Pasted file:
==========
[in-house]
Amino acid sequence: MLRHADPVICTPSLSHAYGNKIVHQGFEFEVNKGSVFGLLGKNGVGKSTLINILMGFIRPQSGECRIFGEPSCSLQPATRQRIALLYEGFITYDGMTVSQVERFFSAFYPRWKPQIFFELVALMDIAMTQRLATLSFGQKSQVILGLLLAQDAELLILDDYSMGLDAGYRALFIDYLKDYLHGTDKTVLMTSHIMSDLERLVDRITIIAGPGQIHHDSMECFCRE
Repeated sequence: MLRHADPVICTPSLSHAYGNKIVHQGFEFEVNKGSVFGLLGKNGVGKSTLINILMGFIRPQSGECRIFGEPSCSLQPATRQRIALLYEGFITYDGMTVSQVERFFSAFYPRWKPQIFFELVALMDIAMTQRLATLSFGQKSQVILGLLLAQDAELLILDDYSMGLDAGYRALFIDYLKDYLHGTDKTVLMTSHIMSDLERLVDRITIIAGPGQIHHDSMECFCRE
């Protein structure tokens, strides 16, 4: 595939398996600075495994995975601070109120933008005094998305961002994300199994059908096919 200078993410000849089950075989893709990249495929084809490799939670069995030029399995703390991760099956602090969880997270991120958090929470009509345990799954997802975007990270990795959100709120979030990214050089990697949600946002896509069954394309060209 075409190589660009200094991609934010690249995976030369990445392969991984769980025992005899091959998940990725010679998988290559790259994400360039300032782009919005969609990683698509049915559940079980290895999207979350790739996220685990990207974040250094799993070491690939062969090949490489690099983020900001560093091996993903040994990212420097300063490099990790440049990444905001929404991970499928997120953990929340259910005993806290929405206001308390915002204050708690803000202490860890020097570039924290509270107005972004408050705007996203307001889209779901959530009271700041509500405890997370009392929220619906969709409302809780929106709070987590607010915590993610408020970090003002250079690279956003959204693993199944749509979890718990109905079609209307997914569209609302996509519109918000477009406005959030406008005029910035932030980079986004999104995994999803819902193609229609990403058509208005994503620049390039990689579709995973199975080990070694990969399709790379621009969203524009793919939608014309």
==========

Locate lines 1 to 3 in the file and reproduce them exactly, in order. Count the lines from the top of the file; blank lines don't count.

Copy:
[in-house]
Amino acid sequence: MLRHADPVICTPSLSHAYGNKIVHQGFEFEVNKGSVFGLLGKNGVGKSTLINILMGFIRPQSGECRIFGEPSCSLQPATRQRIALLYEGFITYDGMTVSQVERFFSAFYPRWKPQIFFELVALMDIAMTQRLATLSFGQKSQVILGLLLAQDAELLILDDYSMGLDAGYRALFIDYLKDYLHGTDKTVLMTSHIMSDLERLVDRITIIAGPGQIHHDSMECFCRE
Repeated sequence: MLRHADPVICTPSLSHAYGNKIVHQGFEFEVNKGSVFGLLGKNGVGKSTLINILMGFIRPQSGECRIFGEPSCSLQPATRQRIALLYEGFITYDGMTVSQVERFFSAFYPRWKPQIFFELVALMDIAMTQRLATLSFGQKSQVILGLLLAQDAELLILDDYSMGLDAGYRALFIDYLKDYLHGTDKTVLMTSHIMSDLERLVDRITIIAGPGQIHHDSMECFCRE